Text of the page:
Famous UNESCO heritages of Iran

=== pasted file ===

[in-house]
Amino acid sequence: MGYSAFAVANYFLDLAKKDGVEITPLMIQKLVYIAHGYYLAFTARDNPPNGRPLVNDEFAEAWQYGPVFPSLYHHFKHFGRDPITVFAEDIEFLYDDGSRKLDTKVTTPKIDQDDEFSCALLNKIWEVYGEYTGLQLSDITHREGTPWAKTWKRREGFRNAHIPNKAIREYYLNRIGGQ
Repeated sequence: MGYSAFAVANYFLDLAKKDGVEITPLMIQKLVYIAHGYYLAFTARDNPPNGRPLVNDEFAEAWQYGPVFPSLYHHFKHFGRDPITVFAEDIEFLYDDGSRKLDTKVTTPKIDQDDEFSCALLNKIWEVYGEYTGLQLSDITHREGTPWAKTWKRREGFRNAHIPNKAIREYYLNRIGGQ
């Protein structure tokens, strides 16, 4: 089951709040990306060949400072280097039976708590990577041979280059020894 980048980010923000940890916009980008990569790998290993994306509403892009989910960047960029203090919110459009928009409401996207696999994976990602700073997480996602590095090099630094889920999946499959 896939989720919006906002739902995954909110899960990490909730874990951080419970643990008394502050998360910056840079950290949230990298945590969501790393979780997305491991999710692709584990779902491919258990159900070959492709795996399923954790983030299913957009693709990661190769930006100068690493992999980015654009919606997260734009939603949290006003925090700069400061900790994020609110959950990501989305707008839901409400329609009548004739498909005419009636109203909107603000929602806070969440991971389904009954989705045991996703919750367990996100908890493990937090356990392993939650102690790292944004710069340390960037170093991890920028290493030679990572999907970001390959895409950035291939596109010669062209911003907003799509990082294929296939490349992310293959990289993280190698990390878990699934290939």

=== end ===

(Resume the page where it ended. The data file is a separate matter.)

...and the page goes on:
unes1 In the Elamite times Shushtar was known as Adamdun. In the Achaemenian times its name was Šurkutir. The modern name,Shushtar, is connected with the name of another ancient city, Susa (or Shush, in Persian pronunciation), and means "greater (or better) than Shush." During the Sassanian era, it was an island city on the Karun river and selected to become the summer capital. The river was channelled to form a moat around the city, while bridges and main gates into Shushtar were built to the east, west, and south. Several rivers nearby are conducive to the extension of agriculture; the cultivation of sugar cane, the main crop, dates back to 226. A system of subterranean channels called Ghanats, which connected the river to the private reservoirs of houses and buildings, supplied water for domestic use and irrigation, as well as to store and supply water during times of war when the main gates were closed. Traces of these ghanats can still be found in the crypts of some houses.The ancient fortress walls were destroyed at the end of the Safavid era.